Paul mentions one more thing that makes our unity possible. Read verse 16.
Unity is possible when we’re reconciled to God. How does it happen? Paul says it so simply: “through the cross.” Our sin broke our relationship with God. Basically, in his holiness God couldn’t accept us, and we in our sin were hostile to him. Only the cross of Jesus could reconcile us. God laid all our sins on Jesus. And as we look at Jesus on the cross by faith, we realize that he was punished in our places to give us peace (Isa53:5). Really looking at Jesus on the cross moves our hearts to see God’s grace. We should be looking at his cross every day. If we have a broken relationship with somebody, or some kind of hostility with others, we need to stop what we’re doing and take a good, long look at Jesus on the cross. His vivid image on the cross has the power to drive out all our hatred, all our grudges, and enable us to forgive anyone from the heart. Even the symbol of the cross itself proclaims this good news. The vertical beam represents our restored relationship with God, and the horizontal beam, our relationships with others. The deeper we’re reconciled to God, the deeper we can be reconciled with people. Conversely, if we’ve got lots of broken or hostile relationships, even if we know a lot, we’d better start wondering about our own relationship with God. Unity among believers is only possible through the cross of Jesus. Jesus didn’t come to stir up hostility but to preach peace to all (17). Read verse 18. This is another verse in Ephesians about the Trinity: “Through him” is Jesus, when he gives us the Holy Spirit, we have access to the Father. It’s true for anybody. There are no second-class citizens in the church; we’re all one.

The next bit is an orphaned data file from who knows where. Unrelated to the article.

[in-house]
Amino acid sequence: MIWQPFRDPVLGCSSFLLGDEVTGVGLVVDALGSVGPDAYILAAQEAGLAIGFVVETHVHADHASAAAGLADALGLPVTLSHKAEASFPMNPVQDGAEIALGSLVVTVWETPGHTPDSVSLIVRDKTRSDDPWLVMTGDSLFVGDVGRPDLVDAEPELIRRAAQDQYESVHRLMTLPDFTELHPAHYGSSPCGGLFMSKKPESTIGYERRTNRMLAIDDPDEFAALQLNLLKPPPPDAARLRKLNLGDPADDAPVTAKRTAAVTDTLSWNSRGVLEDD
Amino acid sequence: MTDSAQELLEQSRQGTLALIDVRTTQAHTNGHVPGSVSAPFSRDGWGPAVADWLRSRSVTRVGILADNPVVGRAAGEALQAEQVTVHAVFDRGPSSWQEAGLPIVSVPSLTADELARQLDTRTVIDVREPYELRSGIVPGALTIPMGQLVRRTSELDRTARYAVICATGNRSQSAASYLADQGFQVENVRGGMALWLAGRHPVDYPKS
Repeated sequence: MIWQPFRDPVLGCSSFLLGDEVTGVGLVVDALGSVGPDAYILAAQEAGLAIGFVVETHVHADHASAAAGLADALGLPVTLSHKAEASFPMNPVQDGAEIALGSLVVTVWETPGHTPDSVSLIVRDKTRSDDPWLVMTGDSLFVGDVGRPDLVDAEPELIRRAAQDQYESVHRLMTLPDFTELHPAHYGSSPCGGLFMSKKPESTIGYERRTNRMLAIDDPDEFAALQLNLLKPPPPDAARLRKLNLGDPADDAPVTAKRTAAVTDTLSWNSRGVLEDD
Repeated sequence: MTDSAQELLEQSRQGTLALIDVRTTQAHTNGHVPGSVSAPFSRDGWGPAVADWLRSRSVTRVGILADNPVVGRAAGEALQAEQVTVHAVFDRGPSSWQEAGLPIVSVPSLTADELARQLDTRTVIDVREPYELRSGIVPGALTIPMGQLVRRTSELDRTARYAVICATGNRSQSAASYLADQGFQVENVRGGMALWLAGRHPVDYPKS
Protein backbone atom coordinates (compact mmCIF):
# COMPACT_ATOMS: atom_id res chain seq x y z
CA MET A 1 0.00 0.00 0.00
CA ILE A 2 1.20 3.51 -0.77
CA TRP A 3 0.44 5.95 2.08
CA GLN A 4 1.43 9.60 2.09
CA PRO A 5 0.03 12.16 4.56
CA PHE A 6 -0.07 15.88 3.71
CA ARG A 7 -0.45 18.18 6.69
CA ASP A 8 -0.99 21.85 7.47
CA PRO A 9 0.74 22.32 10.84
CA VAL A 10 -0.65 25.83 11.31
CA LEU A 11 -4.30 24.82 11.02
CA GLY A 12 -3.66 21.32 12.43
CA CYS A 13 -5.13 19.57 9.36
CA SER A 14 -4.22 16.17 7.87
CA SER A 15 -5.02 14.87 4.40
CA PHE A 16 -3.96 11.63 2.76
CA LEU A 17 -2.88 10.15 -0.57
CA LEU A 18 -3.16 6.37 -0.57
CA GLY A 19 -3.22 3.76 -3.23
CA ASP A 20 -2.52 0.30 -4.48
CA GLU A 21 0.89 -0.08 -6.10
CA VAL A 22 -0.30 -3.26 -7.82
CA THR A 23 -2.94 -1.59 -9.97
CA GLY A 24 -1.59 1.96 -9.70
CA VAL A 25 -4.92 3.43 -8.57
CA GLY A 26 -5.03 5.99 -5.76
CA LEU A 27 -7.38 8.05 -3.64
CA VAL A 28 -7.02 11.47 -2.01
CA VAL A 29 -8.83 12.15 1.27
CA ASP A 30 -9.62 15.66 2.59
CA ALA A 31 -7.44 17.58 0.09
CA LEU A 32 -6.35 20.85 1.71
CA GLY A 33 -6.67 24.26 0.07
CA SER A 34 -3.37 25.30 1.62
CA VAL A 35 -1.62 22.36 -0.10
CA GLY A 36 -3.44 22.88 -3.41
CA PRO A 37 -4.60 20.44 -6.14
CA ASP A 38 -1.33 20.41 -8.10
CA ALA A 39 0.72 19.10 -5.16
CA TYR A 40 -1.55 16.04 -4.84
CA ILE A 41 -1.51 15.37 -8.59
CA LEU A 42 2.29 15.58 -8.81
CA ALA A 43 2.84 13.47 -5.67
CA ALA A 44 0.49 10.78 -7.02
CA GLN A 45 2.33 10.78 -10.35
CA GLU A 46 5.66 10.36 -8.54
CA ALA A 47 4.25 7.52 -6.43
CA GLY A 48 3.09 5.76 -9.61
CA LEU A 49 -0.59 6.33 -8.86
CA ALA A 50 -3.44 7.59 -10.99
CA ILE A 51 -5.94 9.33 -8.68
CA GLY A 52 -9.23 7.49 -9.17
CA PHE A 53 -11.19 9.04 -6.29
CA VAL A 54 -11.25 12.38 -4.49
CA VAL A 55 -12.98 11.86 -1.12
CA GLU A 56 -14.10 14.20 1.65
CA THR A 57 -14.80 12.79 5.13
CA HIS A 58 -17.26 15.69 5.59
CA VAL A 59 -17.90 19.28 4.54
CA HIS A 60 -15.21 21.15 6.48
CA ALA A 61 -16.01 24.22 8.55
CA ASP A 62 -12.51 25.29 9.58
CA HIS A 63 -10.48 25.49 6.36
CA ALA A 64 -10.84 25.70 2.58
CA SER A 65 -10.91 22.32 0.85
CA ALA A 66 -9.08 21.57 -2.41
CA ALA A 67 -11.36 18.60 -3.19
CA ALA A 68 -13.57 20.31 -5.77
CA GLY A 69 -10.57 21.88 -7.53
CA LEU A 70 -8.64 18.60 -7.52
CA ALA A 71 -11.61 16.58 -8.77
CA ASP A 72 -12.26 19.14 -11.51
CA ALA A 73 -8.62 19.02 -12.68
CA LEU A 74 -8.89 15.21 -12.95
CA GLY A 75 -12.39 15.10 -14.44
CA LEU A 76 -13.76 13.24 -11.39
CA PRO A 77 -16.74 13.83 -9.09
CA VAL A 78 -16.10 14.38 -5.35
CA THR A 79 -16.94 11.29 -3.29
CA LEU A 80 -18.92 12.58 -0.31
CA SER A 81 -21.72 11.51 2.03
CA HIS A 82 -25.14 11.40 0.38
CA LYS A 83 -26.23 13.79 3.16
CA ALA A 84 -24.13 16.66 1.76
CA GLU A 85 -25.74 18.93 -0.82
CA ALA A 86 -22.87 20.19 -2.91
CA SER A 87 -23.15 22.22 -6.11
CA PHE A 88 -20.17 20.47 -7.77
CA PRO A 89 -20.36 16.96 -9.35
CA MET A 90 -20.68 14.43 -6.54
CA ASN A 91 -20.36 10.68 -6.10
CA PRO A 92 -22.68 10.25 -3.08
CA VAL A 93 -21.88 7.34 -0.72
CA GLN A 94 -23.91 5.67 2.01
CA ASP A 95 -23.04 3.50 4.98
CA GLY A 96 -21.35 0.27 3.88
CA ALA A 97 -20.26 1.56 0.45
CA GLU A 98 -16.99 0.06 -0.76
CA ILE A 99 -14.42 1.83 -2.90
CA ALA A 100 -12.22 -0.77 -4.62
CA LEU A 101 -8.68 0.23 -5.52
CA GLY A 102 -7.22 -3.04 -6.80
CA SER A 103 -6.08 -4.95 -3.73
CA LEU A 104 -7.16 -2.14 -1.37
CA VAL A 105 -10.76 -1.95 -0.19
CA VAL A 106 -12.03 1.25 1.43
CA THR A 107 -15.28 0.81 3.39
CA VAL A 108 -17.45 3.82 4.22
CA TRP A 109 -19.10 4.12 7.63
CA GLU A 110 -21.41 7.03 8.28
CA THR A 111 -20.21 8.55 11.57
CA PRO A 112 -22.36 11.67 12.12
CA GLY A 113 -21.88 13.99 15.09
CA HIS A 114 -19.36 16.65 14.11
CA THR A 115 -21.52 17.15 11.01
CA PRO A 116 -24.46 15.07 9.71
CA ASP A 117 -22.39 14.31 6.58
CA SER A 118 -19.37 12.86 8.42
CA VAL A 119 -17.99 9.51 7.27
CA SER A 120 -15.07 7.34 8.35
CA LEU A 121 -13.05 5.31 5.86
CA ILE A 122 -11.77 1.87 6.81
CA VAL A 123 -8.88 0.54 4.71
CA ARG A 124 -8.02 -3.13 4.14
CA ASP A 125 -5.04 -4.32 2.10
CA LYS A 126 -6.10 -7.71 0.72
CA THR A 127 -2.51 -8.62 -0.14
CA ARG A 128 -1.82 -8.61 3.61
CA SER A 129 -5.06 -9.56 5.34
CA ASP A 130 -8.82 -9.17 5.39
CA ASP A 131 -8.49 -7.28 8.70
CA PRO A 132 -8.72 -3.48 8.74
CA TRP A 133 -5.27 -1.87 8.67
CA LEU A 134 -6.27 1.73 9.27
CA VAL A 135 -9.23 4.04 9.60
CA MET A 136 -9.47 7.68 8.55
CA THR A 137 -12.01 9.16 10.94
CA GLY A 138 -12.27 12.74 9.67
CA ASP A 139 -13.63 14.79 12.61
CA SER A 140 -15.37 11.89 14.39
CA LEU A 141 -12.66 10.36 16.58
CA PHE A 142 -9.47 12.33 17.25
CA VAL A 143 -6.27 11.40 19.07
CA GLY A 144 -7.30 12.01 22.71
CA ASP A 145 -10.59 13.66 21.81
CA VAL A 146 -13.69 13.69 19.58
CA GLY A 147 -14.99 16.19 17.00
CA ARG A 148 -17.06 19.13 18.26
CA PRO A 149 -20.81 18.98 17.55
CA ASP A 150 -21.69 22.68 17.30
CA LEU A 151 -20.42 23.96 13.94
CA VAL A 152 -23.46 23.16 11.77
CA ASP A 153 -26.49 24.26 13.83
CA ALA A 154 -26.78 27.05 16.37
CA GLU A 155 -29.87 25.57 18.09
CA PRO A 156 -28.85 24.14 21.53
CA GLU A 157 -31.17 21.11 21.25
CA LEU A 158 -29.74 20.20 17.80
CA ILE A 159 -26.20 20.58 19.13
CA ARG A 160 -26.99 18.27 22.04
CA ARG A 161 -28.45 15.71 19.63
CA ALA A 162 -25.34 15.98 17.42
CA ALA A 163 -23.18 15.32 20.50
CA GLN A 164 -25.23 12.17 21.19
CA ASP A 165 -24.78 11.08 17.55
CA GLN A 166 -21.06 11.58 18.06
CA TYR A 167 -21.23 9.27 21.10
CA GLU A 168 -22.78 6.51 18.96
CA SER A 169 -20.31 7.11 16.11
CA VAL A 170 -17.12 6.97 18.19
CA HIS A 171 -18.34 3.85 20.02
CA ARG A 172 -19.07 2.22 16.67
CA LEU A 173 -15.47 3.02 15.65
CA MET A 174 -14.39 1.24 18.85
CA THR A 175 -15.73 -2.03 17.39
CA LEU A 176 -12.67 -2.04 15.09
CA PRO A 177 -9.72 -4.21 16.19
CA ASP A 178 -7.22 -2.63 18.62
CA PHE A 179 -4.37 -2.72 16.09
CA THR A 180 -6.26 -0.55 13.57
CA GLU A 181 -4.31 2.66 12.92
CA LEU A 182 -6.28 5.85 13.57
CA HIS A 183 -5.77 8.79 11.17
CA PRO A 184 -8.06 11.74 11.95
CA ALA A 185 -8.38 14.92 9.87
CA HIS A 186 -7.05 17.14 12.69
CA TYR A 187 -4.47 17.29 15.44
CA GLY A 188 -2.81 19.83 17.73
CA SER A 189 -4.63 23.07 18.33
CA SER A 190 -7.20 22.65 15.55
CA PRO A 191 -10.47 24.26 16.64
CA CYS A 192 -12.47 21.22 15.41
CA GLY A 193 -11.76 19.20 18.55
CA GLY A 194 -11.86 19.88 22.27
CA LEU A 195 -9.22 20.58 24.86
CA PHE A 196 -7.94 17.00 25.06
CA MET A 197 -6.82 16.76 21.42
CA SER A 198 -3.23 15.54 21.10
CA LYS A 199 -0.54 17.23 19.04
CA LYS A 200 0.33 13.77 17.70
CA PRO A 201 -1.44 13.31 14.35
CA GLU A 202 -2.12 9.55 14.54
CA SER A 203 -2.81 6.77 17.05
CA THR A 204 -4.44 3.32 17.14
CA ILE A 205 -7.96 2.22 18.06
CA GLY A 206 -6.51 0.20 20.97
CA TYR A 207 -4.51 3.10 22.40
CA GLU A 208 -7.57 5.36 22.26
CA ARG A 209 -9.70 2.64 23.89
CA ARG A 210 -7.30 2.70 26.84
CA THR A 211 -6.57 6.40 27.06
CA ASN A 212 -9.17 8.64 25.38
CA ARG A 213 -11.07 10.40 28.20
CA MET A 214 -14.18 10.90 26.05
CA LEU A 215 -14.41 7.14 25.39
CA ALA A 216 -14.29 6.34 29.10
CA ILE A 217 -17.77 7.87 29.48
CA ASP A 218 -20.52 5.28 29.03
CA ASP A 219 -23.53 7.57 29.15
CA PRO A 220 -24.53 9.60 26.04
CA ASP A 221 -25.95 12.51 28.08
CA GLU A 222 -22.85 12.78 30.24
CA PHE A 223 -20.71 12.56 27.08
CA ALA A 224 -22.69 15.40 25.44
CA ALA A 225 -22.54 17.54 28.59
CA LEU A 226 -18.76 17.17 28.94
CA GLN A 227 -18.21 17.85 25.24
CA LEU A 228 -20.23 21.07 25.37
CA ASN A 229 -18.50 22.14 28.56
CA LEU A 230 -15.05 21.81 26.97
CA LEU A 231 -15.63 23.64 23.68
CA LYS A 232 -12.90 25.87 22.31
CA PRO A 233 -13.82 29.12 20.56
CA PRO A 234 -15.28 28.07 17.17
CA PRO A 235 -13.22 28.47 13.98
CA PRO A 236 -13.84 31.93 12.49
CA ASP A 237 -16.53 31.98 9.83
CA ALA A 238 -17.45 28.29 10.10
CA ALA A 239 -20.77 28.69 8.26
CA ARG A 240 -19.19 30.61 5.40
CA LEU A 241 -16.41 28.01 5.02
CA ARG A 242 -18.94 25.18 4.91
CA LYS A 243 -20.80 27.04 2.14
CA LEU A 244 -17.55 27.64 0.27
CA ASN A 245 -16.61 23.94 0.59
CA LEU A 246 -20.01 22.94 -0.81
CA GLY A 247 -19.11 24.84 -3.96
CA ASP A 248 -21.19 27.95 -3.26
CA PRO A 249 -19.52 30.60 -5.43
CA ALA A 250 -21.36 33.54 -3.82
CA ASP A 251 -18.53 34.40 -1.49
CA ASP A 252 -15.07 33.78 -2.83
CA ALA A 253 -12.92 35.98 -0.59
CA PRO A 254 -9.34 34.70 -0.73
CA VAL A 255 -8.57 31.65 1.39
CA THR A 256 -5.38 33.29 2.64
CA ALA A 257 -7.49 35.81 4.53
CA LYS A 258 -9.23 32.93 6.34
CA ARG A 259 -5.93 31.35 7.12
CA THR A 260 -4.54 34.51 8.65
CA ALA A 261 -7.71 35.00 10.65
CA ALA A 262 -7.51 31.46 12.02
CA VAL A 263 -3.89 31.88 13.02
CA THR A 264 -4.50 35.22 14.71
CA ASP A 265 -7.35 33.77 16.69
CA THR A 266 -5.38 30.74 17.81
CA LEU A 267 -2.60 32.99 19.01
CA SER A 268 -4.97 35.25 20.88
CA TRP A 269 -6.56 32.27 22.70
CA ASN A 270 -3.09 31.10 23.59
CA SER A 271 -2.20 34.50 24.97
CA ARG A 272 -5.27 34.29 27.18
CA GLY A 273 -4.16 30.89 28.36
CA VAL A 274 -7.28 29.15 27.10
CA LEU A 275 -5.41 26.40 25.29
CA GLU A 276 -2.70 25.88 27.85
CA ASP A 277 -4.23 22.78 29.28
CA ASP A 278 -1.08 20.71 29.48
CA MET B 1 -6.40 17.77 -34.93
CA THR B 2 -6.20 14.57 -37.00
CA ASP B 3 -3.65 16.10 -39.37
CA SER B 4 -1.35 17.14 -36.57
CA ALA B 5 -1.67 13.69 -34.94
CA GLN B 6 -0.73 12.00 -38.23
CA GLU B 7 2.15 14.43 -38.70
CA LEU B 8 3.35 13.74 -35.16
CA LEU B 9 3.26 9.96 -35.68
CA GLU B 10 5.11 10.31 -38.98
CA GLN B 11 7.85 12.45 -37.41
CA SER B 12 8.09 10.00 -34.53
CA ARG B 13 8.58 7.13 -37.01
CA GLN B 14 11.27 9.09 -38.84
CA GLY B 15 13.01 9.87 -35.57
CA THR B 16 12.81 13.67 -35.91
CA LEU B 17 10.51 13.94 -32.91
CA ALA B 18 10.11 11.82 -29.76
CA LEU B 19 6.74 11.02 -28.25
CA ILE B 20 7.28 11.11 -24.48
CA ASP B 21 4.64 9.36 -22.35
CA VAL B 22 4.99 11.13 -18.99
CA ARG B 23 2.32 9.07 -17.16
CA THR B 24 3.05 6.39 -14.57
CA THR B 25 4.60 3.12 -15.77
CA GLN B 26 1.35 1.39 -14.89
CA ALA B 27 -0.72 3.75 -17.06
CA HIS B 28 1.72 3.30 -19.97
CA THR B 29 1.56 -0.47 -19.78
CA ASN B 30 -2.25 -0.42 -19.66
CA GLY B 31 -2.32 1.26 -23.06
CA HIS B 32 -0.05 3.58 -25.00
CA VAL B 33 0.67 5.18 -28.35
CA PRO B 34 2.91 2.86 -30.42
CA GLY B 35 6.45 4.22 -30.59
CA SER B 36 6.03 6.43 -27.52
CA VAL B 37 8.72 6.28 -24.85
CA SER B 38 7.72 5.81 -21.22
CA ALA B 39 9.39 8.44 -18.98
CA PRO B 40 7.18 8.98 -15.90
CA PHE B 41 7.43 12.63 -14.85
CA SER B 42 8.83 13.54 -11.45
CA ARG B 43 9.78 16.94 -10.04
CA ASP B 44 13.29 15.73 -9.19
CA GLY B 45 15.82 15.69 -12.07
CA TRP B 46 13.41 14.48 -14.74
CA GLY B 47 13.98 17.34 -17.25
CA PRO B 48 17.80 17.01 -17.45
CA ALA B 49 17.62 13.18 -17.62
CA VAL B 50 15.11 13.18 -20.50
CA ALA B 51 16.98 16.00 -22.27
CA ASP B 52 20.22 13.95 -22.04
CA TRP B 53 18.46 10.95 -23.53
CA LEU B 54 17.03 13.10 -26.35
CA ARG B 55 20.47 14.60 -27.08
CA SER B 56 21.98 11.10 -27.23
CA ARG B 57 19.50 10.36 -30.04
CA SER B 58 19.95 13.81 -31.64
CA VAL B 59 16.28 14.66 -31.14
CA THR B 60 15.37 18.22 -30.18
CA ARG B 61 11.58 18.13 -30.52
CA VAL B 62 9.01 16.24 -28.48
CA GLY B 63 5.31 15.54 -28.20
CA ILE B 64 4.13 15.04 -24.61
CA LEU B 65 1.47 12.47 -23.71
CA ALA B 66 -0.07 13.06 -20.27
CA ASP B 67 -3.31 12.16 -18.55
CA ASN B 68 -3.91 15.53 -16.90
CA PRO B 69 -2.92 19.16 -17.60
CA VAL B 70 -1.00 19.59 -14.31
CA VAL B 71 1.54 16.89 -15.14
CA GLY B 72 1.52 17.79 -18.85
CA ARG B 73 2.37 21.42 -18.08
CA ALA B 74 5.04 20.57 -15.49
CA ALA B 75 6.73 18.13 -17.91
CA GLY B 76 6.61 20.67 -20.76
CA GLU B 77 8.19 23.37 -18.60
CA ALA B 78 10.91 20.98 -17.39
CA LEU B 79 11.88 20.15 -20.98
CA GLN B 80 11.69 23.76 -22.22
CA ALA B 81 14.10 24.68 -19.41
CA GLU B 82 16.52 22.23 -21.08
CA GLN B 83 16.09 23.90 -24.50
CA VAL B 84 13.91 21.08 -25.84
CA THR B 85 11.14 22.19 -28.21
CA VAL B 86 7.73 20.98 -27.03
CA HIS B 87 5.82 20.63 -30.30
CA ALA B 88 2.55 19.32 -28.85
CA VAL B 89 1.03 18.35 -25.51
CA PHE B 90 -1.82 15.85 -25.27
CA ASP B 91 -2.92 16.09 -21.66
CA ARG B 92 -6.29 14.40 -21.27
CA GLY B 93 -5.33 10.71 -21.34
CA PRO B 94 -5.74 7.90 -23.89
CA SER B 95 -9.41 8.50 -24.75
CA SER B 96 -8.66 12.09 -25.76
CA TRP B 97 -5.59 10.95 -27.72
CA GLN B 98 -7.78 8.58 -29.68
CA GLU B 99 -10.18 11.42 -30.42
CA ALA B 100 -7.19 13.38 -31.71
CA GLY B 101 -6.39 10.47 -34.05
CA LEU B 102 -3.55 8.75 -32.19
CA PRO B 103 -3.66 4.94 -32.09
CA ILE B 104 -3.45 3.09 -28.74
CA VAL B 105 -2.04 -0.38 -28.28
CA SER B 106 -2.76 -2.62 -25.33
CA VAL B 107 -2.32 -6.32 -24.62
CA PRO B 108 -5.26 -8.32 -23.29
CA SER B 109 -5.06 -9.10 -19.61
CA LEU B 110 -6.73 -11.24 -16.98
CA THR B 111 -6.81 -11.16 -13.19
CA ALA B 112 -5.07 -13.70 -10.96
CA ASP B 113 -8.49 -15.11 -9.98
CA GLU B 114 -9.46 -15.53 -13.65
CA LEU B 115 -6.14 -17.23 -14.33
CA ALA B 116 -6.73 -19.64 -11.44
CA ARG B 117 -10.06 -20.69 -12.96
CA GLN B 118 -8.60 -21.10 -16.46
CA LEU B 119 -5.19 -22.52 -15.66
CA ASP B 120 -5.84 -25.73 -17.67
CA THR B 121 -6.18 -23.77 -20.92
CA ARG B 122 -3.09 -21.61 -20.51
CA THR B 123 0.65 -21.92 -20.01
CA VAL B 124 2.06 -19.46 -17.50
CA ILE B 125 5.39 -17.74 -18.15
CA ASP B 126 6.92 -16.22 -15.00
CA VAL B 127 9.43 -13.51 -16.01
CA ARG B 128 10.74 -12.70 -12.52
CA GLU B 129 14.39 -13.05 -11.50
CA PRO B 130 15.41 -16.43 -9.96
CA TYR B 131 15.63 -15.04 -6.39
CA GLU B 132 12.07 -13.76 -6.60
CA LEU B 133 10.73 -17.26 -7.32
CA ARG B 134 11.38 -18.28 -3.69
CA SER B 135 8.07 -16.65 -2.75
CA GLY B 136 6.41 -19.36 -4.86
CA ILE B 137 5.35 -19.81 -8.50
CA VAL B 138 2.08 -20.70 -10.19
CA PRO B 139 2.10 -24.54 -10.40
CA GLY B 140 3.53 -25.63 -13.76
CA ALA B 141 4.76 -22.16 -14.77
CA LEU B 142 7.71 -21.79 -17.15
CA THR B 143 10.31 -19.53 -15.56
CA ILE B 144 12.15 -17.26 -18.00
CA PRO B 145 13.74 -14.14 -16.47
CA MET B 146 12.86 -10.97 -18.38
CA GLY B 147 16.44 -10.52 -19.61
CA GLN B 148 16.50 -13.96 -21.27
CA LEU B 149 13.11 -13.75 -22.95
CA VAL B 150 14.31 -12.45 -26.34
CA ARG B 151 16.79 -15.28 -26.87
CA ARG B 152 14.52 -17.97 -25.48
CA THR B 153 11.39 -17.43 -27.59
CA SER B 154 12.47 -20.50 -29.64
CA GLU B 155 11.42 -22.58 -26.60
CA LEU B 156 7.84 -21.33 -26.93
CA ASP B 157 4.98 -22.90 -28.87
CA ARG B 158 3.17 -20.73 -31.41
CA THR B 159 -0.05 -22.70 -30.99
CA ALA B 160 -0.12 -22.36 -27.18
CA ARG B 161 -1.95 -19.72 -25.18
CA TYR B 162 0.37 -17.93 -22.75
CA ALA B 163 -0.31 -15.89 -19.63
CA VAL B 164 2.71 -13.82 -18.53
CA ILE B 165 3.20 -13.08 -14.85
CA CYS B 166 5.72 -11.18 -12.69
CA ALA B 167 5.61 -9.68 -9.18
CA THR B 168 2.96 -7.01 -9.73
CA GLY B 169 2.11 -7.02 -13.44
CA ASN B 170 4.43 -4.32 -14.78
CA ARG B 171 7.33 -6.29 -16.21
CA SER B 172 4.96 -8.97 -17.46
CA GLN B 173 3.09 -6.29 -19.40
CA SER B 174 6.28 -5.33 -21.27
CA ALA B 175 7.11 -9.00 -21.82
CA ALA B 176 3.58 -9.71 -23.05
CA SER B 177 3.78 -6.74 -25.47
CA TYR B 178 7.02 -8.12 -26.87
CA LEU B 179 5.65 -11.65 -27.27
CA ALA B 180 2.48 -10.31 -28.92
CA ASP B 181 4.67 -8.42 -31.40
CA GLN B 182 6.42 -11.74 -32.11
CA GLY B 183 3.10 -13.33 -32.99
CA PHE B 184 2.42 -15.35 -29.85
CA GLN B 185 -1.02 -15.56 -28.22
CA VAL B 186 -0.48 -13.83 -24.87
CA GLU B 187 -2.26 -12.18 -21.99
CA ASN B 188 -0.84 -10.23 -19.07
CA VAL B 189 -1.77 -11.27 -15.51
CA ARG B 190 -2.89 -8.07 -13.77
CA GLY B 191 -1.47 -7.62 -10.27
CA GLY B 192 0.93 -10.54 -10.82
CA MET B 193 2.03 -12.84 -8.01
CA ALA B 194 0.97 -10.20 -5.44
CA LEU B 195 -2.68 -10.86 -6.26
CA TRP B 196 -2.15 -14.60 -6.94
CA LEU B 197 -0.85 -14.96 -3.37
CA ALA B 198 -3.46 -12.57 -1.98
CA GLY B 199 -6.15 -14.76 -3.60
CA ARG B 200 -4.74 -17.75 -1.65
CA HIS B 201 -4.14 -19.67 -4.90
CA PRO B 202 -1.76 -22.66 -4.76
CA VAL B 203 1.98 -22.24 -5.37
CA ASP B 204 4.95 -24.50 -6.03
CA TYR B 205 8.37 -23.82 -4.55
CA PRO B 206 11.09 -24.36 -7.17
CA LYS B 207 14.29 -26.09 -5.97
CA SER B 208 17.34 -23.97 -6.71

And what’s the point? Read verse 19. Paul wanted these Gentile believers to find their identity among God’s people. By faith in Jesus we’re all members of the household of God. Nobody is an alien, a stranger or an outsider. No one doesn’t belong. One day we’re going to see this in heaven, where there will be people from every tribe and language and people and nation, all cleansed by the blood of the Lamb (Rev5:9). “Household” literally means “blood relatives.” It’s a diverse family, a blended family including mostly adoptive children. But in Christ, we have the closest bond possible, even stronger than family ties, bound together through the blood of Jesus. This is Paul’s vision for the church, where human distinctions don’t matter, where all believers are a spiritual family. We need to build up this family. How? We’ve got to change how we see people. We need to fully welcome anybody who believes. We need to love and prioritize them as family and make them feel like they truly belong.
Paul says more about this household. Look at verses 20–22. It’s not a flimsy family. It has a rock solid foundation on Christ our cornerstone, as well as all his apostles and prophets. He’s the one who joins us together and helps us grow into a holy temple in the Lord. He’s the one who draws in new believers and builds them together with all his people into a place where God dwells by his Spirit.
Read verse 19 again. May God help us find our true identity in Christ as members of the household of God. May God help us welcome new believers as family. Most of all, may God help us look at the cross of Jesus honestly so that we can be really reconciled to God and to each other.